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G o o d   M o r n i n g !
Monday, October 29, 2007

The purpose of the Detail is to help keep you informed of the current state of affairs in the latent print community, to provide an avenue to circulate original fingerprint-related articles, and to announce important events as they happen in our field.
Breaking NEWz you can UzE...
compiled by Jon Stimac

Judge Throws Out Fingerprint Evidence In Murder WJZ-TV, MD - Oct 23, 2007 ...death penalty case involving the murder of a businessman has been derailed in court...

Judge Bars Use of Partial Prints in Murder Trial BALTIMORE SUN REPORTER, MD - Oct 23, 2007 ...Baltimore County judge has ruled that fingerprint evidence is not reliable enough...

Judge Opens Fingerprints to Court Scrutiny  UNITED PRESS INTERNATIONAL - Oct 24, 2007 ...ruling by a Baltimore judge barring fingerprint evidence from a trial could lead to challenges...

Fingerprinting Goes High-tech FREE LANCE-STAR, VA - Oct 25, 2007  ...device can detect fingerprints left at crime scenes that can't be obtained with traditional techniques...

Recent CLPEX Posting Activity
Last Week's Board topics containing new posts
Moderated by Steve Everist

Give us your opinion
RJ Hillman 138 Sat Oct 20, 2007 9:45 pm

Daubert case?
Pat A. Wertheim 161 Sat Oct 20, 2007 8:41 pm

Statistics and Misidentifications - The weeks Detail
Michele Triplett 25531 Fri Oct 19, 2007 6:57 pm

Raise The Banner
Charles Parker 577 Thu Oct 18, 2007 7:59 pm

Are you a user?
Steve Everist 119 Thu Oct 18, 2007 2:26 pm

Fingerprints and Intelligence
Charles Parker 503 Thu Oct 18, 2007 2:15 pm

Ernie Hamm 345 Thu Oct 18, 2007 12:11 am

ASCLAD Related question
Alphabrit 2144 Wed Oct 17, 2007 11:46 pm

Charles Parker 348 Tue Oct 16, 2007 3:29 pm



Updated the Fingerprint Interest Group web page with FIG # 19.


Last week

we looked at Judge Susan Souder's motion to exclude fingerprint testimony from a MD Capital Murder trial.

This week

we start a 3-part historical series on the rarity of features in friction ridge identification.  Intuitively we know a unique configuration of detail when we see one.  We also know intuitively that increased clarity, and therefore the appearance of finer levels of detail weigh into the evaluation phase of ACE-0V.  For the next three weeks we take a trip back in time to a short series of articles that appeared in Finger Print and Identification Magazine in the early 1970's, prior to the IAI's 1973 resolution stating that "There is no valid scientific basis for requiring a minimum number of friction ridge characteristics which must be present in two fingerprints in order to establish positive identification."

Thanks to Charles Parker for formatting this series for distribution.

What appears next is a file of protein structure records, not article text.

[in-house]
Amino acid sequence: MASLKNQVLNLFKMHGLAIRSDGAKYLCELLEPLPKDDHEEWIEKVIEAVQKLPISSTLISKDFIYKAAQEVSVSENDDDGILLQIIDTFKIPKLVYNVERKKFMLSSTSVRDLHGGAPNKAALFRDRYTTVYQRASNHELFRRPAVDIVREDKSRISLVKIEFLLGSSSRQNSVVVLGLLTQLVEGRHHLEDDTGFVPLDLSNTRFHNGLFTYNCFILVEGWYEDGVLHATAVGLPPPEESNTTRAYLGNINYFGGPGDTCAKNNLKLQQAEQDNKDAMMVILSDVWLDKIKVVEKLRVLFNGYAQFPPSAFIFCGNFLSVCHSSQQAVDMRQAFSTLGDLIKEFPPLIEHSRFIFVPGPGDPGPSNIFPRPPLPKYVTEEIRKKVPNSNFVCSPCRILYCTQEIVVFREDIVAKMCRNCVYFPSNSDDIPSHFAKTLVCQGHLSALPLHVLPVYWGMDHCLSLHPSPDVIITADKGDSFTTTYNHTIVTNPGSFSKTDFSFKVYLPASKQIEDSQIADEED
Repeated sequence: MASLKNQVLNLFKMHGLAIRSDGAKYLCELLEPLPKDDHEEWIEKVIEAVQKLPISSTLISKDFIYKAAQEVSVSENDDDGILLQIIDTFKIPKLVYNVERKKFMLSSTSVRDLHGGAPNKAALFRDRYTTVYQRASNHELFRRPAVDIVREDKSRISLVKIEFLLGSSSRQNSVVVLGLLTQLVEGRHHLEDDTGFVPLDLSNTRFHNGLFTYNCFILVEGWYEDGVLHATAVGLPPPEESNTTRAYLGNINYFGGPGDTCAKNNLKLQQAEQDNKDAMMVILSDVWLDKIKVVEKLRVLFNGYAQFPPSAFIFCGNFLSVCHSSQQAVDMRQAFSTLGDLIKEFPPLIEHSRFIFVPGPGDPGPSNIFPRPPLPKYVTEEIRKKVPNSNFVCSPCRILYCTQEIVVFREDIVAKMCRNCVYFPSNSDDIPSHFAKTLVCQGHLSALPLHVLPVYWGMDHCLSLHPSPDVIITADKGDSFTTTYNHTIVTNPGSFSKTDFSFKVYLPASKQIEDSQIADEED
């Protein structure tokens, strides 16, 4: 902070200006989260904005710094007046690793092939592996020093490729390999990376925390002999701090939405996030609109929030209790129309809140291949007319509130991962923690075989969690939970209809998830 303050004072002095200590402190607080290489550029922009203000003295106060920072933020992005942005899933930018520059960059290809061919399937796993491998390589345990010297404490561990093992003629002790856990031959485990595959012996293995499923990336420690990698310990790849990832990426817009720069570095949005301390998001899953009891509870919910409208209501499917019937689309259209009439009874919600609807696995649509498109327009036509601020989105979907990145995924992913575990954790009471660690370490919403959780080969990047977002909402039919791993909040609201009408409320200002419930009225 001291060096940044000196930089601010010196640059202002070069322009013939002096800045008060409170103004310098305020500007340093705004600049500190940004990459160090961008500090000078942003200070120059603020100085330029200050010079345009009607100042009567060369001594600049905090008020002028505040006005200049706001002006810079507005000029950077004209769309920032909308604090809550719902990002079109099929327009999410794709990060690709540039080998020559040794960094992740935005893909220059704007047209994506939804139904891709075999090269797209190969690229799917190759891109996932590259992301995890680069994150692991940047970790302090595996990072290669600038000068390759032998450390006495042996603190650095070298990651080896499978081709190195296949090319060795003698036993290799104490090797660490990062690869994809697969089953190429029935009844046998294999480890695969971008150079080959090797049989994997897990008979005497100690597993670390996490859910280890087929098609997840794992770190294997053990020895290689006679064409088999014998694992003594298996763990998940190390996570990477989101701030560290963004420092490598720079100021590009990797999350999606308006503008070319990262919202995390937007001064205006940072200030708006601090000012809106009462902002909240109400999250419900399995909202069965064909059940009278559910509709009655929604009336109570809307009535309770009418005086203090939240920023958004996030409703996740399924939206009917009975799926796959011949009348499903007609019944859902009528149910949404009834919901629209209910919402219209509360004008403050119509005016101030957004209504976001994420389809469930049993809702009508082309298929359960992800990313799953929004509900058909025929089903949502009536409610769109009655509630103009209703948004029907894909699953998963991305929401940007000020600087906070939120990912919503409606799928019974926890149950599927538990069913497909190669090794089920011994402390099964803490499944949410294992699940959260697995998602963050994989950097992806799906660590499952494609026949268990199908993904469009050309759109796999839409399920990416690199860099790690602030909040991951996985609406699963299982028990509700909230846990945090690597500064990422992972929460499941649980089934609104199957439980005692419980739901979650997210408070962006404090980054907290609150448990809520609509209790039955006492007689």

The Reference Shelf (Osterburg Discussion)
by J. Hess
LAPD Latent Finger Print Section

Breathes their a finger print man today who hasn’t been troubled by the “gray zone?” (And we don’t mean your wife’s attempts to get the finger print powder out of your white collars either!) No, regardless of whether your standard is 8, 10, 12 or whatever number of points you feel is necessary to establish a positive identity of a latent finger print, you frequently encounter those that are shy a point or two. These are the borderline, the “gray zone” cases in which you are convinced of identity because of the particular formation of some of the ridge characteristics even though numerically the print fails the “quantity test” of that arbitrary value. You may base this belief on the “unusualness” of the characteristics that are available in the print for study.

Much mention has been made by various writers about the qualitative value of the ridge characteristics, but not many go beyond the statement that most finger print workers agree that even with fewer points than is usually deemed necessary for identification, a print displaying unusual points is a valid identification.

Number Not Only Factor
Due to past dependence on quantitative values being stressed, we often feel “trapped” by the numbers game. The courts, the prosecution and the defense have been programmed to expect the expert to indicate that he has found a minimum of points of agreement between the latent and the exemplar. Often the print man who has a valid case, not based on a “norm” of points but on the arrangement and relative “weightier” points, may hesitate because of the anticipated struggle he may encounter in convincing all concerned that an arbitrary number may be modified, based on the unique characteristics available in the print.

This brings up this month’s article for discussion. To quote from the author, “What are unusual characteristics; what are the qualitative and quantitative differences in their unusualness?” The author is James W. Osterburg, noted criminalist, professor and author, and the article is titled “An Inquiry into the Nature of Proof.” It was published in the October, 1964, issue of the The Journal of Forensic Science, Vol. 9, No. 4, pages 413-427.